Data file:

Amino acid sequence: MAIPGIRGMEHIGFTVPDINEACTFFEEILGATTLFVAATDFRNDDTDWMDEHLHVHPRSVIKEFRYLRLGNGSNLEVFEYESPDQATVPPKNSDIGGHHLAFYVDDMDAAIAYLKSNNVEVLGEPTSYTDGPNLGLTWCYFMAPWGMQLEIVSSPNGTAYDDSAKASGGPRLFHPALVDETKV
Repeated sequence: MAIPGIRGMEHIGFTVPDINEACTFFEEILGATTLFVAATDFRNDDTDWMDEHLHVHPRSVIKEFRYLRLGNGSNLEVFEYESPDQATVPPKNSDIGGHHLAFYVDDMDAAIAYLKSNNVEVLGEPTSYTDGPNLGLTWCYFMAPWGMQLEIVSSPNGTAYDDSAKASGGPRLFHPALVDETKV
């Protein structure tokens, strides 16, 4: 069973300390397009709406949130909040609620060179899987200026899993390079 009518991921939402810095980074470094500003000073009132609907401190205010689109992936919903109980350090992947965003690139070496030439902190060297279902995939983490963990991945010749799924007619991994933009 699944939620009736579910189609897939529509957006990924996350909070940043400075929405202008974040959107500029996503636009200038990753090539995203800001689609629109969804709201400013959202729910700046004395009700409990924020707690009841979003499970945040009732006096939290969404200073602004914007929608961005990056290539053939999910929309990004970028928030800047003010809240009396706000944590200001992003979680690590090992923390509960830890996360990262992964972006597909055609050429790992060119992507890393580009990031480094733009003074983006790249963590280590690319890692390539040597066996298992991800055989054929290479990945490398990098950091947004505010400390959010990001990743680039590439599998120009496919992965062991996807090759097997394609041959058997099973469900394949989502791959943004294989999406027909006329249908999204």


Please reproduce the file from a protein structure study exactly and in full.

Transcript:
Amino acid sequence: MAIPGIRGMEHIGFTVPDINEACTFFEEILGATTLFVAATDFRNDDTDWMDEHLHVHPRSVIKEFRYLRLGNGSNLEVFEYESPDQATVPPKNSDIGGHHLAFYVDDMDAAIAYLKSNNVEVLGEPTSYTDGPNLGLTWCYFMAPWGMQLEIVSSPNGTAYDDSAKASGGPRLFHPALVDETKV
Repeated sequence: MAIPGIRGMEHIGFTVPDINEACTFFEEILGATTLFVAATDFRNDDTDWMDEHLHVHPRSVIKEFRYLRLGNGSNLEVFEYESPDQATVPPKNSDIGGHHLAFYVDDMDAAIAYLKSNNVEVLGEPTSYTDGPNLGLTWCYFMAPWGMQLEIVSSPNGTAYDDSAKASGGPRLFHPALVDETKV
């Protein structure tokens, strides 16, 4: 069973300390397009709406949130909040609620060179899987200026899993390079 009518991921939402810095980074470094500003000073009132609907401190205010689109992936919903109980350090992947965003690139070496030439902190060297279902995939983490963990991945010749799924007619991994933009 699944939620009736579910189609897939529509957006990924996350909070940043400075929405202008974040959107500029996503636009200038990753090539995203800001689609629109969804709201400013959202729910700046004395009700409990924020707690009841979003499970945040009732006096939290969404200073602004914007929608961005990056290539053939999910929309990004970028928030800047003010809240009396706000944590200001992003979680690590090992923390509960830890996360990262992964972006597909055609050429790992060119992507890393580009990031480094733009003074983006790249963590280590690319890692390539040597066996298992991800055989054929290479990945490398990098950091947004505010400390959010990001990743680039590439599998120009496919992965062991996807090759097997394609041959058997099973469900394949989502791959943004294989999406027909006329249908999204």